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Helping Bentley and Jaguar Land Rover to move ahead in braking research

Helping Bentley and Jaguar Land Rover to move ahead in braking research

When Dr David Bryant was tasked with equipping a new braking research centre at the University of Bradford, he specified a simple set-up consisting of a standard AC motor and drive.


The avoidance of brake noise at the design stage is a major objective for vehicle manufacturers. Brake noise creates dissatisfaction amongst drivers as well as noise pollution in the environment and in the continual search to reduce these problems a new Braking Research Laboratory has been established by the School of Engineering, Design & Technology at the University of Bradford. Professors John Fieldhouse and Andrew Day have established the new research centre in order to bring together expertise, facilities and equipment under one roof and to establish a 'Centre of Excellence' for the UK.

The University of Bradford operates various brake test beds for Bentley and Jaguar Land Rover, but when a fault occurred on an old servo motor on one of the test beds, Dr David Bryant, research fellow for brakes engineering, reasoned that the University could save money and have a more reliable drive system by programming a standard WEG 15kW three-phase induction AC motor intelligently powered by a WEG CFW11 variable speed drive (VSD).

Dr Bryant explains: "We needed something that was up-to-date and more reliable. Plus, we needed simple speed control for the motor itself and WEG's AC motors are well suited to this application."

The state-of-the-art laboratory brings together new and existing specialist research test rigs including a Jaguar Land Rover 24kW single wheel quarter-vehicle brake noise rig, a 90kW judder rig, several 7.5kW rigs for individual wheel brake, vehicle axle and brake noise, vibration and harshness (NVH) research, a 45kW commercial vehicle brake NVH test rig, a light duty disc thickness variation (DTV) test rig and a heavy duty sample friction tester, plus laser holographic interferometry instrumentation, temperature measurement and data logging.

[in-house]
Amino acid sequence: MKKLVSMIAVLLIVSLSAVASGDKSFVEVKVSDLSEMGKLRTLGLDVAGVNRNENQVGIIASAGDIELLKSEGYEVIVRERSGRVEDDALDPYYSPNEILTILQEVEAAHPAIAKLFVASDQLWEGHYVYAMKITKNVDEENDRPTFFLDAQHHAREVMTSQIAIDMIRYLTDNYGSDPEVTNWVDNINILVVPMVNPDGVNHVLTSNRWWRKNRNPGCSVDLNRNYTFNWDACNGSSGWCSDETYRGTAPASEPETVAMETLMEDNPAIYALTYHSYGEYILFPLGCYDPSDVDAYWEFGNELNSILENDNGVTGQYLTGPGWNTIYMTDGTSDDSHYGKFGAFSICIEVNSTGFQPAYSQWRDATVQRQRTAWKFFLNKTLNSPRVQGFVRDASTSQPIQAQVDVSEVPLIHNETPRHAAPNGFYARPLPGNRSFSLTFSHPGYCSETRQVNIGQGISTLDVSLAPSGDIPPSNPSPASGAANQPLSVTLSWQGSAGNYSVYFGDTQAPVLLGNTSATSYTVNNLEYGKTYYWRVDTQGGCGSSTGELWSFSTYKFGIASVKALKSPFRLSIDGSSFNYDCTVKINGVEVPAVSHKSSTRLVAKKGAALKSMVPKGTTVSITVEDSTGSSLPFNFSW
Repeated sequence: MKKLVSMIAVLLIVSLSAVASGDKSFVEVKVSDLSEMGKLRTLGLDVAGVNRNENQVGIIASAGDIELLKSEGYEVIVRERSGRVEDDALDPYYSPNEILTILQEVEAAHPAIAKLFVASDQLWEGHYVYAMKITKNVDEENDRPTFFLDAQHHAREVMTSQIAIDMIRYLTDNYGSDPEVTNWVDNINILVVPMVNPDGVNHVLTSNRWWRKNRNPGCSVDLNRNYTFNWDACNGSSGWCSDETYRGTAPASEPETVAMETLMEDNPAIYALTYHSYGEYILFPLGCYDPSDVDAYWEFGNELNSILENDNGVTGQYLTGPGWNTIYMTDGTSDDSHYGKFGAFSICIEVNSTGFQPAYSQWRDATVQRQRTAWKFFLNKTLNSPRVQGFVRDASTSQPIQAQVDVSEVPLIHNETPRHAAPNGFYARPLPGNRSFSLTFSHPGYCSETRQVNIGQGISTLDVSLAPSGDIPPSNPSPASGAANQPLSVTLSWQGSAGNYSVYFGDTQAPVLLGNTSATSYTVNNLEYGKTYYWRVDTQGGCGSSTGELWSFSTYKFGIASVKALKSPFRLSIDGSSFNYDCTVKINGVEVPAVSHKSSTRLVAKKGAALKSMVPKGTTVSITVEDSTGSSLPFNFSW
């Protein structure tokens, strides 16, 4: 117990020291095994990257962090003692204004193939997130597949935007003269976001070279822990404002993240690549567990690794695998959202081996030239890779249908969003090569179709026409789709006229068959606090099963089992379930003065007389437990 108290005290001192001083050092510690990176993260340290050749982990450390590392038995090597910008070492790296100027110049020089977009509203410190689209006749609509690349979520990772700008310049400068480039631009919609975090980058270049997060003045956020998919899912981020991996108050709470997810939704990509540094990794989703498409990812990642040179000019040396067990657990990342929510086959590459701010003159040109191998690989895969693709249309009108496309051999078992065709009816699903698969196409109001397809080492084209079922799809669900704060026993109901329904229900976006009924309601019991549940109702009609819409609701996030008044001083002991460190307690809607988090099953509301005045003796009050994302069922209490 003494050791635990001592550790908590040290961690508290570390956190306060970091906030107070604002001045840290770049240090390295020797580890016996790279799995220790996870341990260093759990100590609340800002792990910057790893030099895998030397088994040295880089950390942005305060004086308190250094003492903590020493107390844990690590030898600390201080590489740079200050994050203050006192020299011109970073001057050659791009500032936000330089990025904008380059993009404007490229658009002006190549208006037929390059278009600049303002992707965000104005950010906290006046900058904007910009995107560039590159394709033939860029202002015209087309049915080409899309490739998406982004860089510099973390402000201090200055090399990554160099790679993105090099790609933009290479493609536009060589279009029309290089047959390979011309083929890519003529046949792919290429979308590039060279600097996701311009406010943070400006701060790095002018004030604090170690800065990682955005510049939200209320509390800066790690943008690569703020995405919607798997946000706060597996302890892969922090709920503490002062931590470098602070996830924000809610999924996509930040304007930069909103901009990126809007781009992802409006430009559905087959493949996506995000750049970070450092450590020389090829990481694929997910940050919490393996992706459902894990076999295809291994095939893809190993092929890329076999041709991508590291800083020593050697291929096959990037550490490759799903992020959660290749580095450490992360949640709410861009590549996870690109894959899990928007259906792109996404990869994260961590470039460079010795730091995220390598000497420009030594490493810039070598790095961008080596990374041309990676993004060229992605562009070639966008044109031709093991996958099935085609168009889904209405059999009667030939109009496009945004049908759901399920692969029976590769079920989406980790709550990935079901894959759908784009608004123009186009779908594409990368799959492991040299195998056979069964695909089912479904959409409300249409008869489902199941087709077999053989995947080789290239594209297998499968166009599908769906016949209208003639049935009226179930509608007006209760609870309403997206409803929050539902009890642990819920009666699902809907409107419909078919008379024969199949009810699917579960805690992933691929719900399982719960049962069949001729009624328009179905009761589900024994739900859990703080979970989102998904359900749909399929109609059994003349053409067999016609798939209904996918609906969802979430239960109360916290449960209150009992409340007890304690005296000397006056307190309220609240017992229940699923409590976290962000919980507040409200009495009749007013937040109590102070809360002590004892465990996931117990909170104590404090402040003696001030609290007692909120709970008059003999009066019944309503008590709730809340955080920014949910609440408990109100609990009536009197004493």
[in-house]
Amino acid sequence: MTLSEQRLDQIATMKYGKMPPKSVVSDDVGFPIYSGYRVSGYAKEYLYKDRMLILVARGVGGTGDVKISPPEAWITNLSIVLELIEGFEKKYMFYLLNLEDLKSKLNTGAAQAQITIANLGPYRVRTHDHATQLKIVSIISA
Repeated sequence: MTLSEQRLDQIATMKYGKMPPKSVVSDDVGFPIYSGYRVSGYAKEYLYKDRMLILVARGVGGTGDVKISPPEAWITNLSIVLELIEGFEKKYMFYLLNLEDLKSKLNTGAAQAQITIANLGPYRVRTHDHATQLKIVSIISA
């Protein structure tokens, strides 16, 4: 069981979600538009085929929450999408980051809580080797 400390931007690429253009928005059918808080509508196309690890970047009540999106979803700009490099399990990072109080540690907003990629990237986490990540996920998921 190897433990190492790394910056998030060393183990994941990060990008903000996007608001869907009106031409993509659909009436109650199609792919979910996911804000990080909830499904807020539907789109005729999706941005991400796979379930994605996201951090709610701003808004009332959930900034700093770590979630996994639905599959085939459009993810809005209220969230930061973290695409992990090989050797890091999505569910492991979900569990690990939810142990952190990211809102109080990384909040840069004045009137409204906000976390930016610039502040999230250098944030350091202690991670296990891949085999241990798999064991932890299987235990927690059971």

Alongside brake noise, brake judder, the vibration felt by a driver through a vehicle's steering wheel and suspension when the brakes are applied at certain speeds and pressures, is a major problem cited by drivers. Brake judder can result from hub or disc run-out and severe overheating or from DTV. The judder rig installation at the University required a new 90kW motor and drive combination with a control system and this was designed, built and commissioned by Westin Drives.

Dr Bryant continues: "Westin Drives supplied a safety interlock control system that interfaces with the WEG inverter drive unit so that if there is a fault, we can shut down the equipment quickly. This is incredibly important as with typical high speed brake testing we might be running the brake at around 100 miles an hour, and sometimes up to 200 miles an hour. We mostly use the interface from the WEG unit itself to run the motor.

"There is also an 11kW test rig for Jaguar Land Rover where the motor drive was replaced with a WEG CFW 11 IP54. The control unit on the existing motor had similarly experienced a fault and again we needed something that would do exactly the same job quickly, which is why we opted for a WEG unit."

Summarising his use of WEG technology at the research centre Dr Bryant concluded: "We are in the business of using a motor for an application rather than getting into the nitty-gritty of how a motor works, so we want a package that gets us up and running quickly. We installed the first WEG inverter drive early in 2013 and we now have three WEG inverter drives and two motors."
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